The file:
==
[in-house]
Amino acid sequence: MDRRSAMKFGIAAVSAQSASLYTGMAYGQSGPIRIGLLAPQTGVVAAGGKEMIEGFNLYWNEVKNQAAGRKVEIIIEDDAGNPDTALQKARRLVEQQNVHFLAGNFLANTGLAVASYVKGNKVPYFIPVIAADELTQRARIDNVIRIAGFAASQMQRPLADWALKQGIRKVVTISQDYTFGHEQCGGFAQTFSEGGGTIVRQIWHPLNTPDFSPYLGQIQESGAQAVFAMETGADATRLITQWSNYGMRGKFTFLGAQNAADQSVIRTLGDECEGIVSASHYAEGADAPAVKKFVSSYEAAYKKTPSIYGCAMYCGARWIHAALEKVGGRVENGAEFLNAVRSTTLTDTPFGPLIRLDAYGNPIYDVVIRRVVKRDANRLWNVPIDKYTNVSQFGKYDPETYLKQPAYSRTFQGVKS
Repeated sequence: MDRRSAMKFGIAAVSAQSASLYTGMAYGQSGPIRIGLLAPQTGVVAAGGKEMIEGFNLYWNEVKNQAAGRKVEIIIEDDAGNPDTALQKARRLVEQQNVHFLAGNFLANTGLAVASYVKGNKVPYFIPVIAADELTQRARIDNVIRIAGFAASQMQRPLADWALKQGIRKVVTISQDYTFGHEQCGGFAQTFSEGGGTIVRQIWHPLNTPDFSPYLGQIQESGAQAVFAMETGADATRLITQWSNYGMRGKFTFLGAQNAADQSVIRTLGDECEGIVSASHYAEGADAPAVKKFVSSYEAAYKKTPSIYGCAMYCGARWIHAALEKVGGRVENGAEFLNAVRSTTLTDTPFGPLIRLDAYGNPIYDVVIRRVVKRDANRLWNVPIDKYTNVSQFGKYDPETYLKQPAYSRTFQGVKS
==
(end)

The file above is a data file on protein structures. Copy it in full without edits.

[in-house]
Amino acid sequence: MDRRSAMKFGIAAVSAQSASLYTGMAYGQSGPIRIGLLAPQTGVVAAGGKEMIEGFNLYWNEVKNQAAGRKVEIIIEDDAGNPDTALQKARRLVEQQNVHFLAGNFLANTGLAVASYVKGNKVPYFIPVIAADELTQRARIDNVIRIAGFAASQMQRPLADWALKQGIRKVVTISQDYTFGHEQCGGFAQTFSEGGGTIVRQIWHPLNTPDFSPYLGQIQESGAQAVFAMETGADATRLITQWSNYGMRGKFTFLGAQNAADQSVIRTLGDECEGIVSASHYAEGADAPAVKKFVSSYEAAYKKTPSIYGCAMYCGARWIHAALEKVGGRVENGAEFLNAVRSTTLTDTPFGPLIRLDAYGNPIYDVVIRRVVKRDANRLWNVPIDKYTNVSQFGKYDPETYLKQPAYSRTFQGVKS
Repeated sequence: MDRRSAMKFGIAAVSAQSASLYTGMAYGQSGPIRIGLLAPQTGVVAAGGKEMIEGFNLYWNEVKNQAAGRKVEIIIEDDAGNPDTALQKARRLVEQQNVHFLAGNFLANTGLAVASYVKGNKVPYFIPVIAADELTQRARIDNVIRIAGFAASQMQRPLADWALKQGIRKVVTISQDYTFGHEQCGGFAQTFSEGGGTIVRQIWHPLNTPDFSPYLGQIQESGAQAVFAMETGADATRLITQWSNYGMRGKFTFLGAQNAADQSVIRTLGDECEGIVSASHYAEGADAPAVKKFVSSYEAAYKKTPSIYGCAMYCGARWIHAALEKVGGRVENGAEFLNAVRSTTLTDTPFGPLIRLDAYGNPIYDVVIRRVVKRDANRLWNVPIDKYTNVSQFGKYDPETYLKQPAYSRTFQGVKS